The Impact of High Precision Age Controls in Basin Modeling for Tectonic Studies: Karoo Basin, South Africa
McKay, Matthew P.; Dean, Justin; Weislogel, Amy
The Karoo Basin and adjacent Cape Fold Belt of South Africa record tectonism along the western Gondwanan margin from the Carboniferous through the Jurassic dissection of the Pangean supercontinent. Previous studies have suggested that the Karoo Basin may be a retroarc foreland basin created as a result of lithospheric flexure in response to tectonic loading of the Cape Fold Belt. However, paleotectonic reconstructions indicate the distance between the Panthalassan margin and the Karoo Basin may have exceeded 1000 km, making this interpretation suspect, and leading to recently postulated models that link early tectonic subsidence of the Karoo Basin to epeirogenic, mantle-driven dynamic subsidence. We present new results from 1-D basin models that incorporate newly available stratigraphic age controls from volcanic ashes interbedded throughout the Permian Ecca Group within the Karoo Supergroup. Basin subsidence analysis suggests that periods of rapid tectonic subsidence occurred during the intervals of 280-277, 270-257, and 248-243 Ma. These rapid subsidence events are coeval with deformational events in the adjacent Cape Fold Belt as constrained by previously published 40Ar/39Ar ages of syn-metamorphic cleavage micas that record periodic, post-deformational cooling at 298, 278, 258, 247, and 230 Ma (error unspecified). The compatibility between 40Ar/39Ar thermochronology and basin subsidence suggests that the Cape Fold Belt-Karoo Basin may represent a Late Paleozoic-Mesozoic intracratonic foldbelt-foreland basin system. If the age of deformational fabric development in the Cape Fold Belt is robust and not partially reset, then episodic subsidence events within the Karoo Basin could have been coupled with topographic crustal loading driven by Permian-Triassic shortening in the Cape Fold Belt.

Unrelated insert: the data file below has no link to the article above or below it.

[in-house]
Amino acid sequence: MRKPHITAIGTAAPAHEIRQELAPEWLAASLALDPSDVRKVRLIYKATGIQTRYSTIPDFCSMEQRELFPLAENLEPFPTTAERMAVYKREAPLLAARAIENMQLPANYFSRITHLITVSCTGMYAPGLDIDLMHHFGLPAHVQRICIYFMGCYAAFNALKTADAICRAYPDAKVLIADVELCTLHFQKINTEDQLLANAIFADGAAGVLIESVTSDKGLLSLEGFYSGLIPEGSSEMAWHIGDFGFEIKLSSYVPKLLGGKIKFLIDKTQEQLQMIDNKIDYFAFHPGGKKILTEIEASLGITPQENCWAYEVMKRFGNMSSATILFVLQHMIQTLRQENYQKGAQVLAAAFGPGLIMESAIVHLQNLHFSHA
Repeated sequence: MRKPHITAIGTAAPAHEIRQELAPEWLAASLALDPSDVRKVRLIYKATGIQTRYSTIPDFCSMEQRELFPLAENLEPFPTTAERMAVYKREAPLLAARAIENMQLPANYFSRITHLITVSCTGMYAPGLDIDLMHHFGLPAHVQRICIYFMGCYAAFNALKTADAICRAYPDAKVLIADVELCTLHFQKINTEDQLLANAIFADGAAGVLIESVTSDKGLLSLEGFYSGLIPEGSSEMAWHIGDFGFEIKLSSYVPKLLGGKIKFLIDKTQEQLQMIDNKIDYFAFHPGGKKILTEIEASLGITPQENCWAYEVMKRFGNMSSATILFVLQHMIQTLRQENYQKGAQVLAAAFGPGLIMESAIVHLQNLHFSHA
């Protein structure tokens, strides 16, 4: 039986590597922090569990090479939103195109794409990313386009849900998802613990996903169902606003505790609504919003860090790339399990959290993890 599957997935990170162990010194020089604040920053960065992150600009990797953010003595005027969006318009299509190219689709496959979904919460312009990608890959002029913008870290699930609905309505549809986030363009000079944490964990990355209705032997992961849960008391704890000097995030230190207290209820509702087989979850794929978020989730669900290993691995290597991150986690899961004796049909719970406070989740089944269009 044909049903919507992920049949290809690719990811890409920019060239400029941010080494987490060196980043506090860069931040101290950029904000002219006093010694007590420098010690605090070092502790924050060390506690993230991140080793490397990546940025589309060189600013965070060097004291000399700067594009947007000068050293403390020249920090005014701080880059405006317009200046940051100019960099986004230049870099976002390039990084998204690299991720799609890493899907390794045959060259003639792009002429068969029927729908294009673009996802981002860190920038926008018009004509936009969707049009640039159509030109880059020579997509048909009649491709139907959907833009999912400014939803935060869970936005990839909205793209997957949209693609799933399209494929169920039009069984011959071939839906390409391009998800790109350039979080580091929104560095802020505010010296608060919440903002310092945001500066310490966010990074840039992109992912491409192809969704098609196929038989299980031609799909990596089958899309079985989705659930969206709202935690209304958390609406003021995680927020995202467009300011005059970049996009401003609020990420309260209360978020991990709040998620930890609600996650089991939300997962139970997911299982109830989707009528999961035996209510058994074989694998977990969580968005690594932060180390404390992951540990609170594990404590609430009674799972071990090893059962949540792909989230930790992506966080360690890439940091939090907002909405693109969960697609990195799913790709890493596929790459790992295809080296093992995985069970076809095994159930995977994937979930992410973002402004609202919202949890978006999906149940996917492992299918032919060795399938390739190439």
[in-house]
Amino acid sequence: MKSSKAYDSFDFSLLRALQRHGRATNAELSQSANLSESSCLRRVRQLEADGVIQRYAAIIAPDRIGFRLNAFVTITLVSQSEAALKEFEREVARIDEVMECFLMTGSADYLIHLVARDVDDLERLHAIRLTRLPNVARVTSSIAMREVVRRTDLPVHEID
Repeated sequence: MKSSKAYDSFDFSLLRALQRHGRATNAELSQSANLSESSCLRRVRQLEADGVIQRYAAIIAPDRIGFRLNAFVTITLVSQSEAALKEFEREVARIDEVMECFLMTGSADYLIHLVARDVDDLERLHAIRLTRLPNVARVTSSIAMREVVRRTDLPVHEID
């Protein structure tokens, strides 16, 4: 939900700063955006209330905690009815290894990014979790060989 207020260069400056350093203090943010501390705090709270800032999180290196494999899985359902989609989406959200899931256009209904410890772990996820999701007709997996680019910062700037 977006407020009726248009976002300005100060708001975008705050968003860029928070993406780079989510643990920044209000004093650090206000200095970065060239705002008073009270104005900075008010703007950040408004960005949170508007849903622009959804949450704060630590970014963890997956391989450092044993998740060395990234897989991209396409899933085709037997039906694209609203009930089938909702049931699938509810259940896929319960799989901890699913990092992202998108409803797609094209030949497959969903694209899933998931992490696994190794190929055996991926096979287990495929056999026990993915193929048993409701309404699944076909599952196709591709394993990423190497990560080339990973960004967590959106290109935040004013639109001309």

The variation in tectonic subsidence within the basin modeling results is completely controlled by the age estimates for lithostratigraphic units. Lithostratigraphic age constraints are not always sufficient for generating a robust geohistory model in a basin with highly diachronous filling. Significant risk for major error exists when assessing burial histories using poorly-constrained chronostratigraphy.
AAPG Search and Discovery Article #90163©2013AAPG 2013 Annual Convention and Exhibition, Pittsburgh, Pennsylvania, May 19-22, 2013